In recent weeks Mississippi has embraced religious freedom protections for its citizens. It did so in light of last year’s U.S. Supreme Court ruling redefining marriage. The unsatisfied and emboldened LGBT movement, backed by Wall Street and much of the media, is opposing such actions with phony claims of possible discrimination as a means of crushing dissent to its radical agenda. Georgia tried to pass a bill, but its weak governor caved under leftist, corporate pressure and vetoed it.
Now the nation turns its attention to Missouri. We have already seen the beginnings of economic blackmail by corporations (almost none have headquarters here, just operations). The Missouri Chamber of Commerce surprised many a few weeks ago by expressing its opposition to the Missouri Religious Freedom Amendment, also known as Senate Joint Resolution (SJR) 39.
SJR 39 passed the Missouri Senate, 23-7, last month and two committees in the House of Representatives will soon hold hearings on its merits. If it passes both committees it will head to the House floor for debate and a final vote. If SJR 39 passes it will likely go on the Aug. 2 ballot for Missourians to approve, making it part of the Bill of Rights to the Missouri Constitution.
SJR 39 is a shield, not a sword. It does not take away anything from anybody. Same sex couples will still be able to get “marriage” licenses, get “married,” and buy wedding cakes and anything else they need for their ceremony. Claims of discrimination have no basis in fact.
So what does SJR 39 do? It prohibits the state of Missouri from penalizing clergy, churches, their institutions and a very narrow number of wedding industry related businesses who, for religious reasons, do not want to participate in a same-sex “marriage.” That’s it, plain and simple.
Why are corporations so adamantly opposed to a religious freedom amendment? There are many theories, but here are some facts:
The Republican Party has been under increasing pressure to accept homosexuality. It began under President George H. W. Bush and is now embraced by Wall Street, one of the GOP’s biggest supporters. There are various ideas about why Wall Street has become so radical on the issue. Some believe that gays are now in the upper echelons of many of these corporations and are influencing decisions. Others say corporate executives are influenced by their children who have embraced homosexuality or transgenderism or have friends who have. Some think it is good business, because young people are more tolerant of homosexuality. No matter the rationale, they have decided to press the issue in the Republican Party while discouraging emphasis on social issues like religious freedom.
I find it amazing that corporations like Monsanto, MasterCard, Apple and the Bryan Cave law firm would go out of their way to offend millions of religious customers. Then they crow how there will be an economic catastrophe in Missouri if SJR 39 is passed, claiming that Missouri will be perceived as an unwelcoming place to do business. Yet research defies that silly assertion. Consider the following:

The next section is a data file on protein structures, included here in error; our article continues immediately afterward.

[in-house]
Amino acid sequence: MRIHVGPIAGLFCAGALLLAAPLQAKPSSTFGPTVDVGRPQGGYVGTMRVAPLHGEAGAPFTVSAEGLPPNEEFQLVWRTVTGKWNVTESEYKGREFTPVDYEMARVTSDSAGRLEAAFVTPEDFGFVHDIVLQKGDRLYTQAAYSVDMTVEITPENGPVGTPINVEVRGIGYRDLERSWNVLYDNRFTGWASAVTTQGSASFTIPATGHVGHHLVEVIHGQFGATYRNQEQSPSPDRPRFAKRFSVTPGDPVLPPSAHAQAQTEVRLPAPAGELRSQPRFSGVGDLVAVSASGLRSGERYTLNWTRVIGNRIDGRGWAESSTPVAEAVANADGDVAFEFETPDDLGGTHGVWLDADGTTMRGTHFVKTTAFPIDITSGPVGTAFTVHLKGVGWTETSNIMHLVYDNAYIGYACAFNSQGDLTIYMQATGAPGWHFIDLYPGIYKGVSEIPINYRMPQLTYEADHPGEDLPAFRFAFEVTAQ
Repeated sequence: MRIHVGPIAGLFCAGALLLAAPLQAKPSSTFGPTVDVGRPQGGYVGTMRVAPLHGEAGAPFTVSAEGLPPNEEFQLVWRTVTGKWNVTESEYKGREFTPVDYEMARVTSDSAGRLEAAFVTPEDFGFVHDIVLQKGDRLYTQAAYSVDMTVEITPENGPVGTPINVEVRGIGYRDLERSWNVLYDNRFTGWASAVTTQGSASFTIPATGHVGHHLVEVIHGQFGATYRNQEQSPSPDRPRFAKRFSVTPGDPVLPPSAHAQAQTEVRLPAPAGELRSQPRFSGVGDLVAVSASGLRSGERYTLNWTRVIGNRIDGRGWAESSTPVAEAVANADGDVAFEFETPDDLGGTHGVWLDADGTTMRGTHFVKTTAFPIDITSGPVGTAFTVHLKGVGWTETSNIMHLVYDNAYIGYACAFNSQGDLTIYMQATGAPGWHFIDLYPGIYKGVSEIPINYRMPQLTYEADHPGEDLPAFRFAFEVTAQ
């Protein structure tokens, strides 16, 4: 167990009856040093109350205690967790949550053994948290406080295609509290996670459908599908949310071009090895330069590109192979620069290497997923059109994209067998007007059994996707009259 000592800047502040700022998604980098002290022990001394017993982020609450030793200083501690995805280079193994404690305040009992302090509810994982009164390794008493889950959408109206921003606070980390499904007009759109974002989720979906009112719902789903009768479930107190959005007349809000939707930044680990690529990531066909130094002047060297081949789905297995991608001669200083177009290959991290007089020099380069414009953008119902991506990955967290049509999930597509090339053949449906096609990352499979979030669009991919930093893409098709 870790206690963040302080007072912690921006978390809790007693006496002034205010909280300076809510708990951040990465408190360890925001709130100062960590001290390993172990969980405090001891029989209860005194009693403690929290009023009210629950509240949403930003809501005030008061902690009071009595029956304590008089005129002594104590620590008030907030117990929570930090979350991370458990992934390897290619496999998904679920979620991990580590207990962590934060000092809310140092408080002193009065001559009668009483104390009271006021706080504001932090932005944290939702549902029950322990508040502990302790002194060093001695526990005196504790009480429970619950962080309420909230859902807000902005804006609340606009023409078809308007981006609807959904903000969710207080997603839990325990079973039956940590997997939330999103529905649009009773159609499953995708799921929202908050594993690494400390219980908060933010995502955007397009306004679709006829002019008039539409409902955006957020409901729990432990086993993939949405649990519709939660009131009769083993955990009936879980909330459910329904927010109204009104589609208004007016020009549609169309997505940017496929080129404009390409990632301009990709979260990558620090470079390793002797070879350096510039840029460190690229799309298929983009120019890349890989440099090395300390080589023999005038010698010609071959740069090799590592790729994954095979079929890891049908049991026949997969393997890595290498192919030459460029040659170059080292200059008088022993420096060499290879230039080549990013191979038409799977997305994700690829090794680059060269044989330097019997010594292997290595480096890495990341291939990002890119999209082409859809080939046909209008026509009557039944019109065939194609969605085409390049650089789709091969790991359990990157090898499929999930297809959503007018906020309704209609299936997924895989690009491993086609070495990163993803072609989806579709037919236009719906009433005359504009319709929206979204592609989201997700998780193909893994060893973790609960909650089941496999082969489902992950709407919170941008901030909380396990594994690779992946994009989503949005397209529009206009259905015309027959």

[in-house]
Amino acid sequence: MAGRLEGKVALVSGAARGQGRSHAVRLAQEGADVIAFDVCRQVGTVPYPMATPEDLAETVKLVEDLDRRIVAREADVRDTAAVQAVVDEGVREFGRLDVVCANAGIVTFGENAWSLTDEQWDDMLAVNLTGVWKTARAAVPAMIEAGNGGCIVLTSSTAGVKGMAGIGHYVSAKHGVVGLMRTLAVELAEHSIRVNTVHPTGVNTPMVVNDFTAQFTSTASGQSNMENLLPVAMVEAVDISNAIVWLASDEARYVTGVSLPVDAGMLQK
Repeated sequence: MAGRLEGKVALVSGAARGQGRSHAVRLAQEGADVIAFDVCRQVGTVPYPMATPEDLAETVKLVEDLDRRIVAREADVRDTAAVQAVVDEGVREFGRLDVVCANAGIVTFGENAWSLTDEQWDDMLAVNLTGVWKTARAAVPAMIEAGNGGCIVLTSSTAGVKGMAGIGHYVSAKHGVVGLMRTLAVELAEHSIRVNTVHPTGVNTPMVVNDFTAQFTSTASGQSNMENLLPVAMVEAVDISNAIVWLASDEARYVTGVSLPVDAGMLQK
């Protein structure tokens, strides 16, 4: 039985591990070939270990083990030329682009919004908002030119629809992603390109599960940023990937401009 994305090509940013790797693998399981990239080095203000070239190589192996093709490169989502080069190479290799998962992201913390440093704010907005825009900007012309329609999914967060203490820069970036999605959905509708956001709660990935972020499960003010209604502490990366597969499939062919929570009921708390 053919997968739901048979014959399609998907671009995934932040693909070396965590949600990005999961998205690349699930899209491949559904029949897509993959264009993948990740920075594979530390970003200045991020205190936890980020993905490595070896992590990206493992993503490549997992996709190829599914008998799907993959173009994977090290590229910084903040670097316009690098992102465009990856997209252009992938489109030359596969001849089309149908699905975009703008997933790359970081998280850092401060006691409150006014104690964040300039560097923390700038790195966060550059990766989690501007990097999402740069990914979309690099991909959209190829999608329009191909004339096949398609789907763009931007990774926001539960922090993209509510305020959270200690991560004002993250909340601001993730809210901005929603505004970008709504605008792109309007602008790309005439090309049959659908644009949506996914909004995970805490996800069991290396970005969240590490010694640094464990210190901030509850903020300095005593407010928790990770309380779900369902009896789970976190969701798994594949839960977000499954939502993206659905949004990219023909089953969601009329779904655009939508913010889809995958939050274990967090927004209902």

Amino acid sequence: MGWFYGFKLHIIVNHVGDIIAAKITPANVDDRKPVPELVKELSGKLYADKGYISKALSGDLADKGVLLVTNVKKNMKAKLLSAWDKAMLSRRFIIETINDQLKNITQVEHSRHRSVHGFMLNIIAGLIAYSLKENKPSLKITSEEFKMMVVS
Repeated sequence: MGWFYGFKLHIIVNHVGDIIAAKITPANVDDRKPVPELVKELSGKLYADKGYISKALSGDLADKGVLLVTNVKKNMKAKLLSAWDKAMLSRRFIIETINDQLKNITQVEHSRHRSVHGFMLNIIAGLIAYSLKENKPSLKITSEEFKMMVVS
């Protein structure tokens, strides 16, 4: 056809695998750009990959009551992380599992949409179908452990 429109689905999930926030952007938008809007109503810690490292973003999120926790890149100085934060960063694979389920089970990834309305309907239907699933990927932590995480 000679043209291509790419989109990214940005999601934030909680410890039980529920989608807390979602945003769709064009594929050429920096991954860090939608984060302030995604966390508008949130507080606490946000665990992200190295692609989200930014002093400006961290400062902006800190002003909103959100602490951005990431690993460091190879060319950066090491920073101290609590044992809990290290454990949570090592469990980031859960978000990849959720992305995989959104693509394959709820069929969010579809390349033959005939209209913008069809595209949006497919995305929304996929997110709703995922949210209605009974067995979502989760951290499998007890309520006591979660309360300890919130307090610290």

Forbes magazine in November published its top ten states for doing business and seven of them had no nondiscrimination laws that included sexual orientation or gender identity. Missouri presently has 14 municipalities with such laws and some of them do not have any religious freedom protections. Gays are pressing for a statewide law. This is why SJR 39 is needed.
The Pew Charitable Trusts’ most recent Bottom Ten states for job growth included eight states that had gay nondiscrimination laws that included sexual orientation and gender identity. The eight included Illinois, New York, Massachusetts, the District of Columbia, Vermont, Maine, New Hampshire and New Mexico.
The Missouri Chamber and these corporations need to start telling the truth. There is no evidence to support their argument that passing a religious freedom amendment like SJR 39 will hurt Missouri’s economy. Indeed, as the Forbes research suggests, states that embrace religious freedom enjoy strong economies because they promote freedom, the best environment for economic prosperity. The Missouri Chamber couldn’t care less about small business owners, who would be protected by SJR 39.
The hypocrisy on the part of many of the pro-LGBT corporations is astounding. Pay Pal has announced it would not be building a new operations center in North Carolina after that state passed a law requiring men to use men’s restrooms and women to use women’s restrooms. Among the nations Pay Pal does business with is Malaysia. Recently that country’s president compared gays to ISIS. Many of these so-called pro-LGBT companies continue to do business with nations like Saudi Arabia and Iran where gays are beheaded and thrown off rooftops.
Missourians should not let this type of crony capitalism rob us of our religious freedom. It is time for your House of Representatives member to hear from you. Tell them to pass SJR 39 without amendments.